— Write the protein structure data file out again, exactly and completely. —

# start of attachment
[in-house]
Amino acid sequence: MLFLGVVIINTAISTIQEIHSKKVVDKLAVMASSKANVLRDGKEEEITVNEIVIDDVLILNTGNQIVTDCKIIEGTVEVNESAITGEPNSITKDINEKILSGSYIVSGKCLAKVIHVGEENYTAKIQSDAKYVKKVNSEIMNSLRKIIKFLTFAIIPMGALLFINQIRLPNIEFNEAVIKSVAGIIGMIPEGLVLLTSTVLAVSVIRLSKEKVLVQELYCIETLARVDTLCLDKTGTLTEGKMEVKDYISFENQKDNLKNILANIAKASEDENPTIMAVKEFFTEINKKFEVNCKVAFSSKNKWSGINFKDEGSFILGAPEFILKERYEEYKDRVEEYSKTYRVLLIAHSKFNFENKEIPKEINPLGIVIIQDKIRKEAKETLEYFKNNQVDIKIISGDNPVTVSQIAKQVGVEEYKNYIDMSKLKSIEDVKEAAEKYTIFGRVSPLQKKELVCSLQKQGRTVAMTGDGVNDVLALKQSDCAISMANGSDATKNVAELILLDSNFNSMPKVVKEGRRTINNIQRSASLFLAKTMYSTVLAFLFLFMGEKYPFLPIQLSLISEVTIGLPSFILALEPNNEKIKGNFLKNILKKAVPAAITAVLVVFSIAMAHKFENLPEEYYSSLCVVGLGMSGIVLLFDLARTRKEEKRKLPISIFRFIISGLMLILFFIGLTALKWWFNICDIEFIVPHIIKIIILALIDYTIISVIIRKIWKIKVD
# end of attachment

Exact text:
[in-house]
Amino acid sequence: MLFLGVVIINTAISTIQEIHSKKVVDKLAVMASSKANVLRDGKEEEITVNEIVIDDVLILNTGNQIVTDCKIIEGTVEVNESAITGEPNSITKDINEKILSGSYIVSGKCLAKVIHVGEENYTAKIQSDAKYVKKVNSEIMNSLRKIIKFLTFAIIPMGALLFINQIRLPNIEFNEAVIKSVAGIIGMIPEGLVLLTSTVLAVSVIRLSKEKVLVQELYCIETLARVDTLCLDKTGTLTEGKMEVKDYISFENQKDNLKNILANIAKASEDENPTIMAVKEFFTEINKKFEVNCKVAFSSKNKWSGINFKDEGSFILGAPEFILKERYEEYKDRVEEYSKTYRVLLIAHSKFNFENKEIPKEINPLGIVIIQDKIRKEAKETLEYFKNNQVDIKIISGDNPVTVSQIAKQVGVEEYKNYIDMSKLKSIEDVKEAAEKYTIFGRVSPLQKKELVCSLQKQGRTVAMTGDGVNDVLALKQSDCAISMANGSDATKNVAELILLDSNFNSMPKVVKEGRRTINNIQRSASLFLAKTMYSTVLAFLFLFMGEKYPFLPIQLSLISEVTIGLPSFILALEPNNEKIKGNFLKNILKKAVPAAITAVLVVFSIAMAHKFENLPEEYYSSLCVVGLGMSGIVLLFDLARTRKEEKRKLPISIFRFIISGLMLILFFIGLTALKWWFNICDIEFIVPHIIKIIILALIDYTIISVIIRKIWKIKVD